Skimmia japonica - a evergreen shrub
  • Seasonal-green Shrubs: These shrubs lost most of their leaves during a season or a dry period. An example for such plants are the shrub-like species from the large genus Hibiscus, which are very popular as ornamental plants in gardens.
  • Marquis: This are sub-tropical shrubs, which are very common in the Mediterranean regions. They have leathery leaves with a thick cuticula. This is an adaption to drought; caused by the hot summers in this region.

    H. canariense is an example for a marquis
     
  • Stem succulent: This type includes all of the large cacti, which you may known from classic western movies. They are as large as a small tree, but have multiple stems with a thick skin, which protects them dehydration.
Other plants, which are wooden but not trees are grass tree like bamboo and liana. However, these aren't real shrubs but an own, unique type of growing form, which should not be considered any further now.
  • Perennial plants: perennial plants are evergreen, non-wooden plants with a maximum height of 1,60 meters. Although not wooden, their stems are very sturdy and often thick. In the most cases, the stems die after a growing season but return the next year, what is also the major difference between annual or grasses (s. below). Perennial plants haven't to be large. For example, Taraxacum officinale L. (Dandelion) is also a perennial plant. There are also some subtypes within the perennial plants. The most important one are
  • evergreen perennial plants: green over the whole year. Typical species are Phlox panniculata L., Canna indica Ker-Grawl. or the Banana (Musa spec.)
  • Seasonal-green perennial plants: These plants are green only during a certain time of the year. Many common perennial plants belong to this category, e. g. Fallopia japonica (Houtt.) Ronse Decr., or Heracleum mategazzianum Somm. & Lev.

     Fallopia japonica- a seasonal-green perennial plant
  • Succulent perennial plants: Many succulent plants (small cacti) are perennial plants, which have adapted to extreme dryness. Examples are species from the Genus Agave or Bromelia.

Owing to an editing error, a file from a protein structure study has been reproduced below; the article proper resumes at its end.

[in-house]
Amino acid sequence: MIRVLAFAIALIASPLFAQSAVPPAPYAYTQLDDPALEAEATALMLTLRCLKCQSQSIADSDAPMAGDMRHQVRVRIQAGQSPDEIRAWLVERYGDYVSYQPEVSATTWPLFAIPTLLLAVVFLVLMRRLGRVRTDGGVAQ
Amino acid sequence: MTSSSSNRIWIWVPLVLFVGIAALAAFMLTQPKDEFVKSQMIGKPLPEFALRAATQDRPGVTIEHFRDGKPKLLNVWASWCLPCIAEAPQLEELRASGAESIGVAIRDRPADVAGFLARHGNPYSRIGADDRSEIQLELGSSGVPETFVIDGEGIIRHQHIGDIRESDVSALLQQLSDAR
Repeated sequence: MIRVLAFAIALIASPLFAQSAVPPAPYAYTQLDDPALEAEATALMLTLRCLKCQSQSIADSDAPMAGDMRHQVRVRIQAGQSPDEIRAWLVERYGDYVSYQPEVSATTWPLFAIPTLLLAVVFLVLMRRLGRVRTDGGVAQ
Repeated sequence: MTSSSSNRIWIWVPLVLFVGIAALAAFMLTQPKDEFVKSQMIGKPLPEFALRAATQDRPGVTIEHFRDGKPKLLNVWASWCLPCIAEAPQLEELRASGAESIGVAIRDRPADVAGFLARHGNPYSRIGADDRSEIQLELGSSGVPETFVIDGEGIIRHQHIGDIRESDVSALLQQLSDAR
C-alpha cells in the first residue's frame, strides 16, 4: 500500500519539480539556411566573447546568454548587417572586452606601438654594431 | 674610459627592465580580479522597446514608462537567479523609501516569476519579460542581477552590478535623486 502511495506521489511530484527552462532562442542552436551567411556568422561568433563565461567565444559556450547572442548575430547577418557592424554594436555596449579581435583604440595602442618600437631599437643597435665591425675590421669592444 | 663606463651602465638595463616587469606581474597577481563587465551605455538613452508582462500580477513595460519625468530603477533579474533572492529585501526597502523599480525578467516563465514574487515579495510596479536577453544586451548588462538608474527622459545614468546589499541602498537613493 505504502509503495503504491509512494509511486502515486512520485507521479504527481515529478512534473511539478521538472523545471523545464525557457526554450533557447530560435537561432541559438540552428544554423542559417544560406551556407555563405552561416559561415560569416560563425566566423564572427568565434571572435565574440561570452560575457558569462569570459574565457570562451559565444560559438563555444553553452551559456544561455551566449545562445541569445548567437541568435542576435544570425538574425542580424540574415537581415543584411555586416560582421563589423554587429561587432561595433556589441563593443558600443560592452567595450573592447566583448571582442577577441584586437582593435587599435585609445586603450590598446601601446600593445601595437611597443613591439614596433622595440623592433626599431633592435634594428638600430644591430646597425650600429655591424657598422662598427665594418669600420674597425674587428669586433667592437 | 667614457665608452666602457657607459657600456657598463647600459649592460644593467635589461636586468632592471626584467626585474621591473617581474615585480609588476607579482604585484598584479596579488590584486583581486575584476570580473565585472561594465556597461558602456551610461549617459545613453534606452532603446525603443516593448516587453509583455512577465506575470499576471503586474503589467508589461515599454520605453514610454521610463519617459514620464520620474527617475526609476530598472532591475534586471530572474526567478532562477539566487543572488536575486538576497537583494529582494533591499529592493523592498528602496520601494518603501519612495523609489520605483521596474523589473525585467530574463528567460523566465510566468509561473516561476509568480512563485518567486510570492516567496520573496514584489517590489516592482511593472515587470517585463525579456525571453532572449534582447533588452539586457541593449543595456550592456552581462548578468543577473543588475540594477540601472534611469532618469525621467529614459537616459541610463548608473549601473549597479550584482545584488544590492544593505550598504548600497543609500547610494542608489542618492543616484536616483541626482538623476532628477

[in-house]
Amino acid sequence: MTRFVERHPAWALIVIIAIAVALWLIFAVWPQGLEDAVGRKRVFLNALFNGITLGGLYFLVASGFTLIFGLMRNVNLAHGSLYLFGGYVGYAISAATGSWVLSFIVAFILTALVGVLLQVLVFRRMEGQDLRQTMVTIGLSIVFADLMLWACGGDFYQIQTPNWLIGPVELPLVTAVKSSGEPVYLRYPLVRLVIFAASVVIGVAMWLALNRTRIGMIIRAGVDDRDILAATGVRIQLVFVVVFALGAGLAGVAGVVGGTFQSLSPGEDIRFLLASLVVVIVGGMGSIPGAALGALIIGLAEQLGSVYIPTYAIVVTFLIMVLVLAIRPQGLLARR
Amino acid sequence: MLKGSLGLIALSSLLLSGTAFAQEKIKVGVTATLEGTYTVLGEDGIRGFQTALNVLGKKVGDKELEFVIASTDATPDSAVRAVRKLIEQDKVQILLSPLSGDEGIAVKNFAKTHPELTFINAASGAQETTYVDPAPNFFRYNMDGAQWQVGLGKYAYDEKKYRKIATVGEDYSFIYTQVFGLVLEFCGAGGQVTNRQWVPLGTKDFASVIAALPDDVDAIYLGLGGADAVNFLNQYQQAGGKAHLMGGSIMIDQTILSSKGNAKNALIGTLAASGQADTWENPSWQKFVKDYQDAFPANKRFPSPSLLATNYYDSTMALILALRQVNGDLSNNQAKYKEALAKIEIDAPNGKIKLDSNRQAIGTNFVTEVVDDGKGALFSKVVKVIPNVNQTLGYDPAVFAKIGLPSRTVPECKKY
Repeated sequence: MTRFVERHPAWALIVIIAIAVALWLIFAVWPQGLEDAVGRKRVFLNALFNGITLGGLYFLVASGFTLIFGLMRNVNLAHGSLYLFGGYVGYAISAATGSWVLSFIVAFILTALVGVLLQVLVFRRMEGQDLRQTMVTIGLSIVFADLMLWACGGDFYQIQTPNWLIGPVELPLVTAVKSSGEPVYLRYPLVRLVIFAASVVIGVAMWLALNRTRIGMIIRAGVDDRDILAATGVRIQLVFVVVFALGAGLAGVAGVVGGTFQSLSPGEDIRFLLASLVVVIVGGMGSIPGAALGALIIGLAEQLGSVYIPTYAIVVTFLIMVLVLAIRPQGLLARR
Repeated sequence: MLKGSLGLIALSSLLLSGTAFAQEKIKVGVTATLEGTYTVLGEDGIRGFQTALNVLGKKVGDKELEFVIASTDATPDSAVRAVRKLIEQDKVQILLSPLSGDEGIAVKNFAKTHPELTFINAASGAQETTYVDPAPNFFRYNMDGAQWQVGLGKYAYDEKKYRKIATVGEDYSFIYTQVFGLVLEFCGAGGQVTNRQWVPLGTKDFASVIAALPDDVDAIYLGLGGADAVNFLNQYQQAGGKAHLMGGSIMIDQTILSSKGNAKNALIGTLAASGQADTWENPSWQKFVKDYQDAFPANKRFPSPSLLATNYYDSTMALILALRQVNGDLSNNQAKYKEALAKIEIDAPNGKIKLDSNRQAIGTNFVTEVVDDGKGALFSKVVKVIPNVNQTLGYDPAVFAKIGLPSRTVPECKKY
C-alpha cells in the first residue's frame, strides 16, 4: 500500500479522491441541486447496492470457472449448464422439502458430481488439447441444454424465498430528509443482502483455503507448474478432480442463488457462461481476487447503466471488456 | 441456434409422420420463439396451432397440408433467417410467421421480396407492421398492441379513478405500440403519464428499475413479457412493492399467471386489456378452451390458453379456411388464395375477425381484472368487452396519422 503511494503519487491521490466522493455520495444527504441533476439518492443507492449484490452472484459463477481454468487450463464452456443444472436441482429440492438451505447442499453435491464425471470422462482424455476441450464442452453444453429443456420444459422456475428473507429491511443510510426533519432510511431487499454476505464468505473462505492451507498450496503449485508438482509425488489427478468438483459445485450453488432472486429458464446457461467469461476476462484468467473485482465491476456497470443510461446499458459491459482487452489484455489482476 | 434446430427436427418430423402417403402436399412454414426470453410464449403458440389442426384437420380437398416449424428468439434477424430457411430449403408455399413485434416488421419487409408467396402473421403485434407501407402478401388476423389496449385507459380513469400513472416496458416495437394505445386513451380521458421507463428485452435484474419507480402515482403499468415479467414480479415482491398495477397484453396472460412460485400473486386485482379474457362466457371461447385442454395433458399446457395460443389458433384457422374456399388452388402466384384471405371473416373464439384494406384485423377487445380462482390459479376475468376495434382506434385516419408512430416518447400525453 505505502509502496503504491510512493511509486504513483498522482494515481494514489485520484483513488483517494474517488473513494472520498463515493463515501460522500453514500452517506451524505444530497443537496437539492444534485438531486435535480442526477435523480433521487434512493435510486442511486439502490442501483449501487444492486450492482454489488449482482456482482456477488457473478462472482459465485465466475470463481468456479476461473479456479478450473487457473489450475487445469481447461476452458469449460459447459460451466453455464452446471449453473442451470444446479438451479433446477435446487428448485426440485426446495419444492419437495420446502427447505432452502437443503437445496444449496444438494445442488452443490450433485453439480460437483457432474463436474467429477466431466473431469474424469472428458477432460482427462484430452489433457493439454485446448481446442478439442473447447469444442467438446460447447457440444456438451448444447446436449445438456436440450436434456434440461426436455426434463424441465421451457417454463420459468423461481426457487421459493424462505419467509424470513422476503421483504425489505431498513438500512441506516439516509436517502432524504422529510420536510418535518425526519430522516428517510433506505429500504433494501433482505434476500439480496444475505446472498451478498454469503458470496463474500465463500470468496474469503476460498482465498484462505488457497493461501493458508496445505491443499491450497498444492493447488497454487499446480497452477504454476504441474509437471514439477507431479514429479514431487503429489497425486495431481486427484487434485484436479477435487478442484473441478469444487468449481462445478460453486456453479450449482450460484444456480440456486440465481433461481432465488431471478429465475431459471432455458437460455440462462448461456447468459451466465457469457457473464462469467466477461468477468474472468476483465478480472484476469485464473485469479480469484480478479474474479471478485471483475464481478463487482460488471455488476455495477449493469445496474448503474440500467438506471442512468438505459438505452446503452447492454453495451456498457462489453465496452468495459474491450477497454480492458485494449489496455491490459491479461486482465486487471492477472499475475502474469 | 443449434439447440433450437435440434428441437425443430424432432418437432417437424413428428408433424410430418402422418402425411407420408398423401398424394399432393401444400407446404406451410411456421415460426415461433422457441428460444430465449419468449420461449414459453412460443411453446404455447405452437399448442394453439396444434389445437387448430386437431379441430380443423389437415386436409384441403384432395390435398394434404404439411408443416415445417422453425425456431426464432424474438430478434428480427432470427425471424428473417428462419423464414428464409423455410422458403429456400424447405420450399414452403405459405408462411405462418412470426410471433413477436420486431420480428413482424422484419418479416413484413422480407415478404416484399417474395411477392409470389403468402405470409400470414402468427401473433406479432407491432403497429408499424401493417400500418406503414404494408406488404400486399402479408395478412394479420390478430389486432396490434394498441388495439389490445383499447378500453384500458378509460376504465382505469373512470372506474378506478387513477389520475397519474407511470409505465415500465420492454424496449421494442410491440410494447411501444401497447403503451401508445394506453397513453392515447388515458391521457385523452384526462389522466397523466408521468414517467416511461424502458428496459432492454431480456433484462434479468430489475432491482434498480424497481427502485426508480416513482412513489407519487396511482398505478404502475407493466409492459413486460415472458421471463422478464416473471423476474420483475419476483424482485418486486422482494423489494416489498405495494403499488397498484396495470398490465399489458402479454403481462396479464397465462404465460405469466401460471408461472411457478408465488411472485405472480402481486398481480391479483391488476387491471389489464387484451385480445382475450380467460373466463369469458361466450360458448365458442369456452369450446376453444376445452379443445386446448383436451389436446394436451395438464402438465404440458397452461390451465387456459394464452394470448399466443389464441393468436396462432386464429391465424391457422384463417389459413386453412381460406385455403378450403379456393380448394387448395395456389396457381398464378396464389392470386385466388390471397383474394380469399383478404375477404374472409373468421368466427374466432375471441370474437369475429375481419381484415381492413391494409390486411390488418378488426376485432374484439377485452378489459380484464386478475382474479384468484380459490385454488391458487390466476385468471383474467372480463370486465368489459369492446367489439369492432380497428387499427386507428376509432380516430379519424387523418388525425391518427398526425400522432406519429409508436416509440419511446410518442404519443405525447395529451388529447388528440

• Creeping perennial plants: These perennials creep other the floor. Typical plants are the species from the Genera Saxifraga, Geranium or the Common Ivy Hedera helix L. Creeping plants are very popular in gardens, because they are often evergreen and can be use as turf. 

 Potentilla reptans - a small, creeping plant
  • Grasses, annual and biannual plants: These plants have also no wooden stem. Unlike the perennial plants, they wilt after one (Grasses, annual plants) or two (biannual plants) growing seasons. In the most cases, such plants creates a lot of seeds to ensure their reproduction. These seeds are very resistant and can endure in the soil for other years. This is very common in desert plants, which must withstand for years sometimes.

    Verbascum speciosum - a biannual plant
It's important to say, that these growing types and sub-categories aren't the only one within the vegetable kingdom but only the (in my opinion) most important ones.

2) The characterization of plants by their Life-Form

The model of life-forms was developed by the Danish Botanist Cristen Christian Raunkiaer in 1905 and is one of the most common and popular models to describe the different growing types of plants. One reason for this is, that the model is very simple (much more simple than the system of growing forms).

a slope with many Therophytes, Chamaephytes and Hemikryptophytes

Raunkiaer took as a reference the location of the growing buds on a plant. The growing buds are important for the re-sprouting of a plant after an unfavorable period (like Winter or drying time).Over time, plants have therefore developed various ways to protect their buds, what resulted in a different morphology. These ways are also called life-forms. The classic life-forms after Raunkiaer are

  • Phanerophyte: Phanerophytes are plants, whose growing buds are located high over the ground level at the end of their shoot axis. Here, the buds are exposed to the elements, so they are often covered by sheds or other structures. The most trees and shrubs are Phanerophytes. Tropical trees are an exception because their buds aren't exposed to the elements, so they're also not protected (because it's simply unnecessary). This life-form is also divided in Macro-Phanerophytes (5 meters and higher) and Nano-Phanerophytes. (0,5 to 5 meters).
Planatuns x hispanicus - a Phanerophyte
  • Chamaephytes: Chamaephytes are small shrubs or perennials, whose buds are located a few meters about the soil. They are very common in regions with a harsh, cold winter (like the Tundra), because the snowfall acts as a insulating snow cover, which protects the buds. 

     Vaccinium vitaes-ideaea is a Chamaephyt